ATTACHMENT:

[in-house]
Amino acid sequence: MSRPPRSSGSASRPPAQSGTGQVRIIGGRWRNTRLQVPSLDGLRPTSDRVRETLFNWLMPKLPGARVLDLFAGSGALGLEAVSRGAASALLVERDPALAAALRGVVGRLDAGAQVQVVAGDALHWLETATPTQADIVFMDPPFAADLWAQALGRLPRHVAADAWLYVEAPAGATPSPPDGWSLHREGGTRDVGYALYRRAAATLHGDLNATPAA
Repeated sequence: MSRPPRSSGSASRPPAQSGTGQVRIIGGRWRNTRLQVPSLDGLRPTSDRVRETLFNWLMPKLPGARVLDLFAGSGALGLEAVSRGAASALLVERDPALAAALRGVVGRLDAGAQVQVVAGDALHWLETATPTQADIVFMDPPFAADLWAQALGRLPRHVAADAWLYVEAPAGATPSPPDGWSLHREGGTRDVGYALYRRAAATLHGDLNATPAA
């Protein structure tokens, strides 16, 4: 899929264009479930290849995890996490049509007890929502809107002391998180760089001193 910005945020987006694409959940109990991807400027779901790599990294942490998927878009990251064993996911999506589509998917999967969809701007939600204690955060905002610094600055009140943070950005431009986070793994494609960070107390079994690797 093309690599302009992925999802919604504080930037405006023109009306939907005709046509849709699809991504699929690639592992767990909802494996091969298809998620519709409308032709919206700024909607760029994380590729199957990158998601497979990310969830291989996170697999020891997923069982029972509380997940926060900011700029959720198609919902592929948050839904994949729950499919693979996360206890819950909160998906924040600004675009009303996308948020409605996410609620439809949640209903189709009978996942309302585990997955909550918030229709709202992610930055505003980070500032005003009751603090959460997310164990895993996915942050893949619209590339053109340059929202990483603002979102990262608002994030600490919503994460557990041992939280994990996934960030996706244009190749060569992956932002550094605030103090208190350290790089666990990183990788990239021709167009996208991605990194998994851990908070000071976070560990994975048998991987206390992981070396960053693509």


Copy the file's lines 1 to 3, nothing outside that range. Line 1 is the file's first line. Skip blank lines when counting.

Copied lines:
[in-house]
Amino acid sequence: MSRPPRSSGSASRPPAQSGTGQVRIIGGRWRNTRLQVPSLDGLRPTSDRVRETLFNWLMPKLPGARVLDLFAGSGALGLEAVSRGAASALLVERDPALAAALRGVVGRLDAGAQVQVVAGDALHWLETATPTQADIVFMDPPFAADLWAQALGRLPRHVAADAWLYVEAPAGATPSPPDGWSLHREGGTRDVGYALYRRAAATLHGDLNATPAA
Repeated sequence: MSRPPRSSGSASRPPAQSGTGQVRIIGGRWRNTRLQVPSLDGLRPTSDRVRETLFNWLMPKLPGARVLDLFAGSGALGLEAVSRGAASALLVERDPALAAALRGVVGRLDAGAQVQVVAGDALHWLETATPTQADIVFMDPPFAADLWAQALGRLPRHVAADAWLYVEAPAGATPSPPDGWSLHREGGTRDVGYALYRRAAATLHGDLNATPAA